Wednesday, October 24, 2012

White servants in colonial Virginia

Via Billy



We have seen that the Southern plantation system which made the South such a prosperous land and shaped its culture and social order developed in the Caribbean region and before that in the eastern Atlantic. We have also seen how in both of these areas the initial mixed labour model of employing indentured European servants, White slaves, free White workers, American Indian slaves and African slaves eventually gave way to complete reliance on African slave labour. Most recently, we have touched on White demographic failure in the Caribbean region (due to a very high mortality rate) and the impact this had socially and politically on the region. Greatly outnumbered Whites in the Caribbean developed a ‘garrison mentality’ and depended upon British troops to help them maintain control over a large Black slave majority. Continuing with these subjects of demographic and labour development, herein we are going to look more closely at the Upper South.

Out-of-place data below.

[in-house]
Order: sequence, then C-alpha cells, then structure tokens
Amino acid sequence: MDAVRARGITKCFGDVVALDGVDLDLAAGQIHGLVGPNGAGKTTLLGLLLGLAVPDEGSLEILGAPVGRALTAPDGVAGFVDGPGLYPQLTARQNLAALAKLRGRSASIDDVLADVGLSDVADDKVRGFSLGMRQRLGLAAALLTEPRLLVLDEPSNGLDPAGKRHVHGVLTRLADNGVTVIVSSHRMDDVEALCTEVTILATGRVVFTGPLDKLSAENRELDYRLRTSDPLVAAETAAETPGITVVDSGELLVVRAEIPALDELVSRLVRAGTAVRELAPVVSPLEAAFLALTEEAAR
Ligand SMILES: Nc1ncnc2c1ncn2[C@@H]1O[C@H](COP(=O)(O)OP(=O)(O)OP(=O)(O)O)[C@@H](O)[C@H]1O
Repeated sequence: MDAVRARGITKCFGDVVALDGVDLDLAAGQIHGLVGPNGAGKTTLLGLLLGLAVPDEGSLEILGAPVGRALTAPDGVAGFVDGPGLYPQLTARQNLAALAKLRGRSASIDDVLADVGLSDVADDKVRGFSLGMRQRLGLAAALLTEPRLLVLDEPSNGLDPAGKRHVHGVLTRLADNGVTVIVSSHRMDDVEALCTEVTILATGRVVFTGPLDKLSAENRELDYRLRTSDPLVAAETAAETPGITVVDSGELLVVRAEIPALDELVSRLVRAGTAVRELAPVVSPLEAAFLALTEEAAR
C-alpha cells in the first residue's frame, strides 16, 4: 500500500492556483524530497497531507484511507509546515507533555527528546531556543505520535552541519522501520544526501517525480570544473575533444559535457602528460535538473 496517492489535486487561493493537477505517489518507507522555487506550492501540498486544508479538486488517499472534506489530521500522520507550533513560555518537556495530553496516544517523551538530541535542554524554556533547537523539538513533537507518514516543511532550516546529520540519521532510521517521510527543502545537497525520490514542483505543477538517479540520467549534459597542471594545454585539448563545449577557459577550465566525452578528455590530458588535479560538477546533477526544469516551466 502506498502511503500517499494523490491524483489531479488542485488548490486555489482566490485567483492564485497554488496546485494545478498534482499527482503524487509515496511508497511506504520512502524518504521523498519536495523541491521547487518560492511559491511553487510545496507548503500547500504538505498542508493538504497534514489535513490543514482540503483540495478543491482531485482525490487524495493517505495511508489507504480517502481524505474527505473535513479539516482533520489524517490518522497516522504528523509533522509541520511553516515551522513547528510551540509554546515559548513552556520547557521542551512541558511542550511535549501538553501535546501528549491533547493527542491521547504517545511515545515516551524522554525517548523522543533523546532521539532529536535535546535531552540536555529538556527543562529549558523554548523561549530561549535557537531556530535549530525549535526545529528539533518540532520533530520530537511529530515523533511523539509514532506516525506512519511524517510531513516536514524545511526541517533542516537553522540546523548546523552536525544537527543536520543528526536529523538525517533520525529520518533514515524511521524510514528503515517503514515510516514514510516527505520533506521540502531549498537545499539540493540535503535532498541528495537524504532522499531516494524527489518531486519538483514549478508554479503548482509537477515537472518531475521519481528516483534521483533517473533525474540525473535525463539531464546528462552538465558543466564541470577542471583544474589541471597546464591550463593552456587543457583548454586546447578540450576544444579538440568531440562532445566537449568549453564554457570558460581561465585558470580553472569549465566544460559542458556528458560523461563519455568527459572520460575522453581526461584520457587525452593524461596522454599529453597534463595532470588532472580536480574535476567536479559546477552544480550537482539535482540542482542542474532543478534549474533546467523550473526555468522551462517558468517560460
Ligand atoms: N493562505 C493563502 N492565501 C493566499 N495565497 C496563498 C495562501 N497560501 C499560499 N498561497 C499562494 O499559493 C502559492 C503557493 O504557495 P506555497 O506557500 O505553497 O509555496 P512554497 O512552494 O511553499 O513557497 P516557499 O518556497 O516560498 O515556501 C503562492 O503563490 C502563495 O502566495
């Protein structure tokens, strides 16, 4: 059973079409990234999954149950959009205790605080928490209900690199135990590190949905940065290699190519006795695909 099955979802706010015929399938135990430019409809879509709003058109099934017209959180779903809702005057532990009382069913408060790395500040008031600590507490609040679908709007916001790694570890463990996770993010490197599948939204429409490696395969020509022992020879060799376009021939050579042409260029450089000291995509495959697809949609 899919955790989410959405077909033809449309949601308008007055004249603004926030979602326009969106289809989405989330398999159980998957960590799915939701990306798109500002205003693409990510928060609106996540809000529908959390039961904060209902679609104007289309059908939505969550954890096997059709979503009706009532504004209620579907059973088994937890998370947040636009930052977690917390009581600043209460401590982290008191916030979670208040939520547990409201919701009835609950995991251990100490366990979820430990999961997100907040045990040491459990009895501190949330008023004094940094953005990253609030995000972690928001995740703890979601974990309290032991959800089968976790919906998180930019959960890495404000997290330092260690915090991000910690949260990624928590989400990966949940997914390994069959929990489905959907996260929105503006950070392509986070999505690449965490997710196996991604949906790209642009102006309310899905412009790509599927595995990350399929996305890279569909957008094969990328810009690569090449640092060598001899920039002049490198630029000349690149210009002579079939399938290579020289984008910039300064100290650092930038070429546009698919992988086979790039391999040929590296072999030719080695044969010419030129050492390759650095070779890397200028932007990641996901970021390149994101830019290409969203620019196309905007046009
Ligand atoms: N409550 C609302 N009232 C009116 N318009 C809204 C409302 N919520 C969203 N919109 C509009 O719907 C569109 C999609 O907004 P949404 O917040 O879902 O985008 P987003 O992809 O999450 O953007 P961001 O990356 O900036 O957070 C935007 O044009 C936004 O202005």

David Brion Davis, on page 132 of his book Inhuman Bondage: The Rise and Fall of Slavery in the New World, describes how the Chesapeake Bay region differed from the demographic and social development of the Caribbean sugar islands. Tobacco farming was significantly less labour intensive (as well as less profitable) than sugarcane farming (with cotton farming generally falling somewhere in between the two). Nevertheless, the mortality rate for the mostly White labourers who worked the tobacco fields was extremely high in the early decades. Notice too that these White labourers were a mix of indentured servants and captive workers, who were essentially slaves.
Despite the arrival of a handful of black slaves, English indentured servants more than met the demand for labor stimulated by Virginia’s great tobacco boom of [the] 1620s. …[G]iven their appalling mortality from disease in the early decades, such servants had only a fifty-fifty chance of surviving a five-year term and collecting their “freedom dues,” a small cash payment or a piece of land. Until the last third of the seventeenth century, there were enough English teenagers, farm laborers, and artisans who were deluded by the colonizers’ propaganda to meet the Chesapeake colonies’ expanding demand for labor. The flow of such voluntary immigrants were supplemented by deportation of petty criminals, including debtors, as well as Irish prisoners and rebellious Scots.

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